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Case Number 27431

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Visitors (Blu-ray)

Cinedigm // 2014 // 84 Minutes // Rated G
Reviewed by Appellate Judge Mac McEntire // June 3rd, 2014

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All Rise...

Appellate Judge Mac McEntire is visiting you...right now!

The Charge

"Art has no intrinsic meaning."—Godfrey Reggio

The Case

Filmmaker Godfrey Reggio and composer Philip Glass, co-creators of the Qatsi trilogy (Koyaanisqatsi, Powaqqatsi, and Naqoyqatsi) are back with a new experimental film, Visitors, this time collaborating with director/editor Jon Kane (It's Only Rock n' Roll) and executive producer Stephen Soderbergh (Traffic).

The marketing describes the as "aimed at the solar plexus, at the appetite within us all," and "a meditation, as a transcendental event." OK, that sounds neat, but does it mean, exactly? Visitors is filmed in black and white, with no dialogue or sound other than the score. With only 74 shots total, most of Visitors is people of various ages and ethnicities staring directly at the camera. This is interspersed with shots of empty skyscrapers and an abandoned, run-down amusement park. Later in the film, there's a shift from individual faces to groups of people looking into the camera. There's an interlude featuring extreme closeups of a person's hands, and occasional shots of nature and the surface of the moon. There you go, that's the movie.

In the accompanying booklet, Reggio says the movie has three characters, "ape," "human," and "cyborg." It's true, the first face we see staring back at us is an ape, before moving on to all the human faces. "Cyborg" is some sort of plastic crash test dummy seen in one shot. The filmmakers work hard to get around the "uncanny valley" thing by giving the cyborg a lot of body language, having it thrash around in some sort of lament better gives the feeling that it is alive.

Creating a feeling of life is part of what Visitors is about. Much has been made about the film commenting on people's trance-like reactions to technology. I can sort of see that. We sit in front of our TVs and computers blankly looking at them, so here's a movie that looks back. There's more to it, though. All these people aren't just sitting there staring at you. Each one has something on his or her mind. The idea is to evoke an emotional response between the viewer and the individual on screen—a personal connection between the two. The marketing goes as far as to call this a "dialogue" between the movie the members of the audience.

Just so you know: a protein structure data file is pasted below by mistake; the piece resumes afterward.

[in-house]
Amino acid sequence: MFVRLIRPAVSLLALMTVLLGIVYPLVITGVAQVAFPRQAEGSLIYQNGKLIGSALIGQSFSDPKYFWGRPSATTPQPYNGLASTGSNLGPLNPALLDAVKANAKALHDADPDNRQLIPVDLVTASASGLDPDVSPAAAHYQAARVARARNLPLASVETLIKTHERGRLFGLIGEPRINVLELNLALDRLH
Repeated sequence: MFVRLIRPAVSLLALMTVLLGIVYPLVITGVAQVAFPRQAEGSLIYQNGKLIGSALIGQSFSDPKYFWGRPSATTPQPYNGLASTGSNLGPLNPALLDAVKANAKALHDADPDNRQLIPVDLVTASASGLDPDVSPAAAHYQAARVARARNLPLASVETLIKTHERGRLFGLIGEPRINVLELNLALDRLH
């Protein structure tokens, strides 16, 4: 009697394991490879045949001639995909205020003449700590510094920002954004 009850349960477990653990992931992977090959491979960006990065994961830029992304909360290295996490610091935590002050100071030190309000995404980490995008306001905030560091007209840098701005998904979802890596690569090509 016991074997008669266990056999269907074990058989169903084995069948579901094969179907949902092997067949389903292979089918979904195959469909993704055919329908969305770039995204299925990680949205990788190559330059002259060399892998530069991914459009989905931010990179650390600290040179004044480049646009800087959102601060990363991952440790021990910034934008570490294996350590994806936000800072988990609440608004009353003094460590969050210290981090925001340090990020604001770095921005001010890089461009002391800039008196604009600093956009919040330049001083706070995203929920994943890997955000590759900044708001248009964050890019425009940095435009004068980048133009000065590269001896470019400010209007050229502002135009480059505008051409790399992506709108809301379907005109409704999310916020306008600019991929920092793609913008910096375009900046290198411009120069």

What we're dealing with here is minimalist art. Imagine a painting that's an entirely blank canvas except for a small splash of color in one corner. A lot of folks might grouse about how this could possibly be art, but they're not considering the work as a mentally interactive experience. When an artist creates a painting with a mostly blank canvas, the artist is establishing a relationship of sorts with the viewer. The viewer is expected to fill in that blank space with his or her own thoughts, imagination, and experience. Filmmaking adds another level in the editing room, by taking these separate shots and creating a sequence, with the viewers' imaginations filling in the gaps between each scene, so every viewer creates the "story" of the movie in his or her own mind, so there is a different experience for every viewer.

While a lot of the movie is left up to your imagination, there's one aspect to it that tells you exactly what to feel, and that's the score by Philip Glass. While Glass is allegedly famous for minimalist music (his bio shows all kinds of music to his credit) his score on Visitors is rich and immersive, and it sets the otherworldly tone for what we're seeing. You could argue that the score is repetitive, but that's a match for the repetitive content of the film.

Is the movie boring? It could be, if you're less interested in making an emotional connection with cyborgs and more interested in cyborgs fighting demons (that would be Manborg). However, I must admit I was engaged enough to keep watching, just to see what Reggio and company would show me next. Also, I always enjoy that super-sharp black and white photography, where you can make out all kinds of details and textures, and that's the case with these visuals.

The visuals really shine on Blu-ray, with a 2.35:1/1080p HD transfer that's highly clean and refined. Glass's score is also excellent on the DTS-HD 5.1 track. The disc comes with a couple of short behind-the-scenes featurettes and interviews with participants in which they elaborate somewhat on what they were going for. A DVD copy is included.

Visitors is appropriately titled, because it's all these people are visiting you, inside your home, through your TV screen. It's slow and weird, but it works in its own way.

The Verdict

Stare at the not guilty verdict long enough, and it eventually stares back.

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Scales of Justice

Video: 99
Audio: 90
Extras: 70
Acting: 80
Story: 80
Judgment: 85

Perp Profile

Studio: Cinedigm
Video Formats:
• 2.35:1 Non-Anamorphic (1080p)
Audio Formats:
• DTS HD 5.1 Master Audio (English)
• None
Running Time: 84 Minutes
Release Year: 2014
MPAA Rating: Rated G
• Blu-ray
• Documentary
• Independent
• Science and Nature
• Silent Films

Distinguishing Marks

• Featurettes
• Interviews
• DVD Copy


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